Via Mala (1945 film)

Via Mala is a 1945 German drama film directed by Josef von Báky and starring Karin Hardt, Carl Wery and Viktor Staal. It is an adaptation of the novel Via Mala by John Knittel. It was released in April 1945, a month before the unconditional surrender of Germany.[1] The film is visually expressionist, something comparatively rare during the Nazi era.

Via Mala
Directed byJosef von Báky
Written byJohn Knittel (novel)
Thea von Harbou
StarringKarin Hardt
Carl Wery
Viktor Staal
Hilde Körber
Music byGeorg Haentzschel
CinematographyCarl Hoffmann
Edited byWolfgang Becker
Distributed byUniversum Film AG
Release date
7 April 1945
Running time
108 minutes


In a rural village, the tyrannical Jonas Lauretz intimidates his family, mistress and neighbours. After he disappears one night, it is widely believed that his eldest daughter, Silvelie, has murdered him. A new investigating judge arrives in the village, he falls in love with Silvelie. He becomes torn between his love for her and his duty to investigate the potential crime. Eventually it emerges that it was not Silvelie who murdered Jonas Lauretz but the village innkeeper Bündner. He is forgiven by everyone because they all shared his desire to murder him.[2]


John Knittel's Swiss novel Vila Mala had been released in 1934 and become a major international success. The film rights were first acquired in 1941, but the period of production was lengthy and troubled. The screenplay by Thea von Harbou was first submitted to the censor on 21 May 1941, but was not passed until 28 February 1942. The Minister of Propaganda Joseph Goebbels then halted the project because it was "too gloomy"[3] It was revived a year later, and in 1943 filming began at the Babelsberg Studios in Berlin and on location in Mayrhofen in Tyrol. A variety of further delays meant that the finished film was not ready until March 1944. This was still deemed unsatisfactory, and several scenes were re-shot. The ending moved away from that of the novel, where all family members except Silvelie were revealed to have taken part in the murder.[4] It was finally submitted to the censor in January 1945.[2]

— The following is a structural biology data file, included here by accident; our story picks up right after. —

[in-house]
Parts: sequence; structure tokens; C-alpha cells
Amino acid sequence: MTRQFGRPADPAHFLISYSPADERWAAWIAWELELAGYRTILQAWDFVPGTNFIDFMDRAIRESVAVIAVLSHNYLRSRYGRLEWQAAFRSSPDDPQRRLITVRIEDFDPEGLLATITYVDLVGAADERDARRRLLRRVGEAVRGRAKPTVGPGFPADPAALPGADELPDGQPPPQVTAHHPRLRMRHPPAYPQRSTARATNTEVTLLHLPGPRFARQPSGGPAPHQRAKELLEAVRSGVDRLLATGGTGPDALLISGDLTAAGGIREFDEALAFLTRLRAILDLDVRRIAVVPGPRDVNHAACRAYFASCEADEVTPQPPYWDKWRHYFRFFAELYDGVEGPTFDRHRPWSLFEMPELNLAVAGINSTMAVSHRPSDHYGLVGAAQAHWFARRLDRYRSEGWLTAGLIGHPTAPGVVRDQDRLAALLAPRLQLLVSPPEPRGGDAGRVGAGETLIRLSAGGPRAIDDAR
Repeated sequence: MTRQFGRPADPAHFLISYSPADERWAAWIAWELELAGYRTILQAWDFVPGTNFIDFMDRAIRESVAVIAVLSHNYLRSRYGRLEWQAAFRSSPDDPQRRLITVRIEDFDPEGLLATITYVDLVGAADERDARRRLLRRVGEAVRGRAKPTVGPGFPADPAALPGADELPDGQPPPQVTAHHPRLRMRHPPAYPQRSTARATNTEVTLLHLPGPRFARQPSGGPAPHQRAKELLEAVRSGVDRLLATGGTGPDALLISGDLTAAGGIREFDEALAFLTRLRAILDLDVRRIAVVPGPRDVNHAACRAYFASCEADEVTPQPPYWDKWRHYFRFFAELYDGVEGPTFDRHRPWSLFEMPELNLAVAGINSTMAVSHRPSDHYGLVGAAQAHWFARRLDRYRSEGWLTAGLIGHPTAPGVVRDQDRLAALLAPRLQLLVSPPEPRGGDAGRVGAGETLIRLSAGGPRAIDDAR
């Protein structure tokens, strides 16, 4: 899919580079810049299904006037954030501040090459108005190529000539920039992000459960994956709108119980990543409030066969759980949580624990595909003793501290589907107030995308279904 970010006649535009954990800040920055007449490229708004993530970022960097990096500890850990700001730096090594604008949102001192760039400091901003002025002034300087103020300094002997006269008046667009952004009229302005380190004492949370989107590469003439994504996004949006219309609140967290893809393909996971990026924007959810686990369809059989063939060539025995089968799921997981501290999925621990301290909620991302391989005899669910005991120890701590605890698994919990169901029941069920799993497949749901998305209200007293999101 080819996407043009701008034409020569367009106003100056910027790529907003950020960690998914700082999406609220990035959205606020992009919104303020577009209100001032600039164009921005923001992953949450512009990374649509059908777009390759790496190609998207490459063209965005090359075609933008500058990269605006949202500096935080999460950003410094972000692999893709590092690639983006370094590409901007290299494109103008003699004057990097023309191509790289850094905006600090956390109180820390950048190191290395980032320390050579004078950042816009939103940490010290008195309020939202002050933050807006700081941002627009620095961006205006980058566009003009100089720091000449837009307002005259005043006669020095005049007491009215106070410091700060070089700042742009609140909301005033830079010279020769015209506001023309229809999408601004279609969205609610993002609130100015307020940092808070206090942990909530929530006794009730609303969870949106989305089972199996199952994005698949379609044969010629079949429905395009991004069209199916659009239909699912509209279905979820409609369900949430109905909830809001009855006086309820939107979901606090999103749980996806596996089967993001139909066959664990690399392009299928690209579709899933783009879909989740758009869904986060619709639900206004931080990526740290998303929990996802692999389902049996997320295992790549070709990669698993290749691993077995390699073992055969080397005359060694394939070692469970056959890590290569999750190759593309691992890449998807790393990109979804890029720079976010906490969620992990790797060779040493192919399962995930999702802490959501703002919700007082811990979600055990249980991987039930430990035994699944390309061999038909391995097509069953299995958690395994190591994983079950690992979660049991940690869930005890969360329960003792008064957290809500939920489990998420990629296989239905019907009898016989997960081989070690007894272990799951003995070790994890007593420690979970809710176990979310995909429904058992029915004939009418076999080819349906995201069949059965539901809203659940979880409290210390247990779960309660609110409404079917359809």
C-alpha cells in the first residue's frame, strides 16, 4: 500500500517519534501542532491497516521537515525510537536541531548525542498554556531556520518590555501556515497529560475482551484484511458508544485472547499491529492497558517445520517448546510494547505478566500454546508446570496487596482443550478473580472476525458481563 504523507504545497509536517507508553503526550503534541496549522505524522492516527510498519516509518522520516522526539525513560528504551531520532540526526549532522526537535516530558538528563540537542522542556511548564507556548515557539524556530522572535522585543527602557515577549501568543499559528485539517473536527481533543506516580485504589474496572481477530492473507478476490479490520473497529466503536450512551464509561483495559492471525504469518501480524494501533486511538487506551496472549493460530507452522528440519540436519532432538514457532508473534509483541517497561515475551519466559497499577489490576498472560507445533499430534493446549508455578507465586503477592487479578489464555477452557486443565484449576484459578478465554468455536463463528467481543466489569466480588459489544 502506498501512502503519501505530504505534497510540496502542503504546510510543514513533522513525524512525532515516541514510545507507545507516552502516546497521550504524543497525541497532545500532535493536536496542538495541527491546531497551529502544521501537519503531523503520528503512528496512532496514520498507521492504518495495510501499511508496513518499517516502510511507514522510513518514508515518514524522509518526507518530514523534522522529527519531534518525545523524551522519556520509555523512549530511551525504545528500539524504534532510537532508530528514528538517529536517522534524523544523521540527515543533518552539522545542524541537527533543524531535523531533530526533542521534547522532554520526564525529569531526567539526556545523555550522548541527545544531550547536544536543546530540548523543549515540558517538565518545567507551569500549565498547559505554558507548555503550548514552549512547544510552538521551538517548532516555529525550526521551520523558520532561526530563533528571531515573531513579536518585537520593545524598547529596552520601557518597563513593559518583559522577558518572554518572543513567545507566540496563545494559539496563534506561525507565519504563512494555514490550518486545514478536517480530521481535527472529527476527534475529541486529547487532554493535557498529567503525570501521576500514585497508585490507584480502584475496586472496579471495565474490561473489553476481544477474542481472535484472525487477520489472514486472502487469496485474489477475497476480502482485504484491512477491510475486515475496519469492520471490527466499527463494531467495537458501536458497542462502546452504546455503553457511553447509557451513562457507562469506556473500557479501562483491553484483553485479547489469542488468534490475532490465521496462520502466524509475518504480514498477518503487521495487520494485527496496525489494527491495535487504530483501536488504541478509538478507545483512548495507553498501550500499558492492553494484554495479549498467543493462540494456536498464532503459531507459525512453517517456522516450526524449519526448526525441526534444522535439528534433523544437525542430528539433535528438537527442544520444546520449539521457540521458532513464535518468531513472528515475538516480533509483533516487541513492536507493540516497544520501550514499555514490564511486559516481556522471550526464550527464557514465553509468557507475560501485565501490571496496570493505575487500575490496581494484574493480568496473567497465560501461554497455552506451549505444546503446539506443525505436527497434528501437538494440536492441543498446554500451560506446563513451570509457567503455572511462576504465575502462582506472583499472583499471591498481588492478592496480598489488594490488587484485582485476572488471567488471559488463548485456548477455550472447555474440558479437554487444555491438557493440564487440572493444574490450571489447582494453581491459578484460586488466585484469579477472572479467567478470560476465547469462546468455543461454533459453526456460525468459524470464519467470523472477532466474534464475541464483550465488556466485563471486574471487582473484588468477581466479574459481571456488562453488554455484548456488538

The film's release was also troubled. It was passed by the censors on 9 March 1945, but this was rescinded only ten days later.[2] The downbeat plot was considered unsuitable in light of the recent war situation, as German forces were being pushed back on all fronts and escapist films were preferred. It was finally agreed that the film could go on general release only outside Germany.[2]

The film premièred in Mayrhofen on 7 April 1945. It was not released in Germany until 16 January 1948, when it had its première in East Berlin.[5]



  1. O'Brien p.232-233
  2. O'Brien p.233
  3. O'Brien p.232
  4. O'Brien p.239
  5. O'Brien p.254


  • O'Brien, Mary-Elizabeth. Nazi Cinema as Enchantment. The Politics of Entertainment in the Third Reich. Camden House, 2006.
This article is issued from Wikipedia. The text is licensed under Creative Commons - Attribution - Sharealike. Additional terms may apply for the media files.